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  • ET3D
    replied
    Thanks for all the testing, Michael. What I hate about the results is how different options win at different applications, sometimes by a large margin. This means that to get the best performance it's necessary to try all the options per application. I can't even be sure that it's per application, and that, for example, different Blender workloads won't respond differently.

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  • adriansev
    replied
    phoronix it's a very unfortunate choice to change the order of the items compared... switching from one plot to another it's not possible to follow the behavior from one test to another ... even more when there are closely related plots (the same test but various metrics like performance, freq, temp, power) the order should be kept fixed for all plots to allow the comparison for each item in the presented dimensions.

    Leave a comment:


  • shmerl
    replied
    Any news on these for desktop CPUs? Does this work for new Zen 4 ones?

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  • Random_Jerk
    replied
    AMD p-state wrecked the performance of my QEM-VFIO Windows VM, specially in cpu-limited games like MS Flight Simulator 2020. Had to revert back to acpi cpu_freq to get better performance. And both of them were running on the performance governor.

    Leave a comment:


  • BHZeto
    replied
    Hi,
    I am playing with different powersave settings myself and was wondering if this can be measured with the Phoronix Test Suite using zenpower3 ...?

    I installed the zenpower3-dkms package in Arch, and I guess that disables the k10temp module. Now when I run sensors command I can see the values for the CPU, and I can monitor the CPU temp with a KDE widget, but seems that I have lost the metrics on Phoronix side. Sadly it seems that I don't even have sys.power either.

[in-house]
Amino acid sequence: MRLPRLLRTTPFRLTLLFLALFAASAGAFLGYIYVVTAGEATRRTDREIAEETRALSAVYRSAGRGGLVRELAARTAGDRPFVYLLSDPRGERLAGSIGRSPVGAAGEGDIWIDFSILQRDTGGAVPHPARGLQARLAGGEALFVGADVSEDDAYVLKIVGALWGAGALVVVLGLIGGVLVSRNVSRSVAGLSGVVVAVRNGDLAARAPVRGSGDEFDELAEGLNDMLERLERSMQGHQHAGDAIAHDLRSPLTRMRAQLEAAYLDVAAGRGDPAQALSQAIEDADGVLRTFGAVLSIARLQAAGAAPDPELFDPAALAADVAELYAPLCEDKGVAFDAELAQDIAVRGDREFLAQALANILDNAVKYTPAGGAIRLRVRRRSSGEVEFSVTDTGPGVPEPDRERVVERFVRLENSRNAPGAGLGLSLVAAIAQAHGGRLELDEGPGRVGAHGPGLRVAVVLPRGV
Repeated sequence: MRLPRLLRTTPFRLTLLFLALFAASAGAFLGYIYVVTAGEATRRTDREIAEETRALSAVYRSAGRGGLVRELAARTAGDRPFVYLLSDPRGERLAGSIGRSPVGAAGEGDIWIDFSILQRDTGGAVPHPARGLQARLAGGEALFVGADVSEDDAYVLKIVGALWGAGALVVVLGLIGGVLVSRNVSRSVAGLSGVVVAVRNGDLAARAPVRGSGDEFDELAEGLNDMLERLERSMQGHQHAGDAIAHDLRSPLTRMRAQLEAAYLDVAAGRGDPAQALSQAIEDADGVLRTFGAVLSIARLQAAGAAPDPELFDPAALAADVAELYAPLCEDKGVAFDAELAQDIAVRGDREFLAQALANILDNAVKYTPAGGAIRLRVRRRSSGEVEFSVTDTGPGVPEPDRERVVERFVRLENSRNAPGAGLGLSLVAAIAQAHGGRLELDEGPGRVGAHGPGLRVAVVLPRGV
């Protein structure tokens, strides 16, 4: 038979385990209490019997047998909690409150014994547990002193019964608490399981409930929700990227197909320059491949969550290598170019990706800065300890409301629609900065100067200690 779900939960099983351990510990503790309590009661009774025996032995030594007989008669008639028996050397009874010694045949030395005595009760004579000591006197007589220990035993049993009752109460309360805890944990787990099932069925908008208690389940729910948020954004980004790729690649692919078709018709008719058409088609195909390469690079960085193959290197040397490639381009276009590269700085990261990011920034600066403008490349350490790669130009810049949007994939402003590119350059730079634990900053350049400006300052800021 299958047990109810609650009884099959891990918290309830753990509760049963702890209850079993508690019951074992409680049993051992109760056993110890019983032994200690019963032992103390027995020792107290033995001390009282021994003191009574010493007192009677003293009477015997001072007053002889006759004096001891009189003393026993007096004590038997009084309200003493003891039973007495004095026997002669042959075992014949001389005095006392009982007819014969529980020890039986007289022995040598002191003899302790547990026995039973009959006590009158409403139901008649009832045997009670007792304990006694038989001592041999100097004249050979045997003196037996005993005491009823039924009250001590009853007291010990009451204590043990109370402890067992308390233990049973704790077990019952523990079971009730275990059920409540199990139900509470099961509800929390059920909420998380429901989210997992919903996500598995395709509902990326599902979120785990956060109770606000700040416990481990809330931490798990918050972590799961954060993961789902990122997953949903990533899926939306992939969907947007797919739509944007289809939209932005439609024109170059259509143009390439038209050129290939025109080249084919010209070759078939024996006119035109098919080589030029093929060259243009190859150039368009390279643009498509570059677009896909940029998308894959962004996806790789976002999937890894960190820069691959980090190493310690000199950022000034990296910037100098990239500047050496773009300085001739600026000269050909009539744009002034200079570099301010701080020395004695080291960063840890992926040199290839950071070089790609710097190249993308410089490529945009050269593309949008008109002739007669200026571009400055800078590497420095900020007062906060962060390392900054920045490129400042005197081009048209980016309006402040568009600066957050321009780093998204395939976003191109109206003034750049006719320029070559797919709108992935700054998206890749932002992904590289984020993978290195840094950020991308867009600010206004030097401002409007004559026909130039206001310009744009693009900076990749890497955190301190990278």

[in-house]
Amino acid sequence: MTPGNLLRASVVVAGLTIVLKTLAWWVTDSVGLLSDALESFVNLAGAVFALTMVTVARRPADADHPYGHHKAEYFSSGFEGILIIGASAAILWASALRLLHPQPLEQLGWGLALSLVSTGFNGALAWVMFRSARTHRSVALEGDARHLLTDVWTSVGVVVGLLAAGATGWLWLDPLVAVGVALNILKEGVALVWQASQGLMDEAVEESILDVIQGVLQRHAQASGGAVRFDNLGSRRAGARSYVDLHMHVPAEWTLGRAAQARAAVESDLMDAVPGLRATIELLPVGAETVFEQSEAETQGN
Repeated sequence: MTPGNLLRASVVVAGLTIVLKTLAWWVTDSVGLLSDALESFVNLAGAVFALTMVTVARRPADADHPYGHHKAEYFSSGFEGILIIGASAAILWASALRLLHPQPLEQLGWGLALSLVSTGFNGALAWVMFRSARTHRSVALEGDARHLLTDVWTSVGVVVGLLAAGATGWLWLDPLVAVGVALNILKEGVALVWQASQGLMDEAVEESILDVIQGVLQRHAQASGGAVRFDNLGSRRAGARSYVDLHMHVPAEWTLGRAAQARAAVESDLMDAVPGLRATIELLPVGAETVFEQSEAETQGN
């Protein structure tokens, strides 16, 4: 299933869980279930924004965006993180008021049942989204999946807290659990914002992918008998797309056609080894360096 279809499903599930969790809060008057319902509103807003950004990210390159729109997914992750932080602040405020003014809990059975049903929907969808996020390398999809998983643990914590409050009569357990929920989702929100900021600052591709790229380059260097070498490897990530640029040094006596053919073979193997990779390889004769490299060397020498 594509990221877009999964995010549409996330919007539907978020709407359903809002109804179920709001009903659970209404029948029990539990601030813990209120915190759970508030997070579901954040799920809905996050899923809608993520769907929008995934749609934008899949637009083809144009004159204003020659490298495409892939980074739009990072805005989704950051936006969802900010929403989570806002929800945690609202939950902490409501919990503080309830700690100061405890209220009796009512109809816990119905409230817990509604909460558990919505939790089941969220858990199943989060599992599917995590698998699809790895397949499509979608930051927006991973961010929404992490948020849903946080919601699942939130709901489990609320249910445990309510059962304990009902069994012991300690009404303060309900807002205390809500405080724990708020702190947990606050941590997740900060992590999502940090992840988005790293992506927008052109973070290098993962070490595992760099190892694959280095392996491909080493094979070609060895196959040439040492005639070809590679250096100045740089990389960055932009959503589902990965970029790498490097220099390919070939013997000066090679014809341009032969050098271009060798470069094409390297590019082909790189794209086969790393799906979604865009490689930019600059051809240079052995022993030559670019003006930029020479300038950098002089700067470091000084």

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  • ptr1337
    replied
    Originally posted by wooque View Post
    @ptr1337​ thanks, I thought it's already in kernel, this is too much work for me Gonna wait for it to be merged.
    Did you noticed any difference compared to acpi-cpufreq powersave?
    Its actually a upstream patch from lkml.
    So far it does run really well.
    I can't say you much, how it does run against acpi powersave, since did not used often powersave.

    Actually, I have in my head how the amdpstate powersave does run, at this one runs very awful in my eyes.

    It seems that the epp pstate runs differently, I use most time power preference. EPP seems to have a better PPW (powerperwatt) ratio and it does scale really well.
    The performance from pstate epp power is actually equal to acpi performance / pstate performance.

    Here you can find some more info's and some comparison:

    https://lore.kernel.org/lkml/[email protected]/
    Last edited by ptr1337; 03 October 2022, 02:43 PM. Reason: Adding link to lkml

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  • wooque
    replied
    @ptr1337​ thanks, I thought it's already in kernel, this is too much work for me Gonna wait for it to be merged.
    Did you noticed any difference compared to acpi-cpufreq powersave?

    Leave a comment: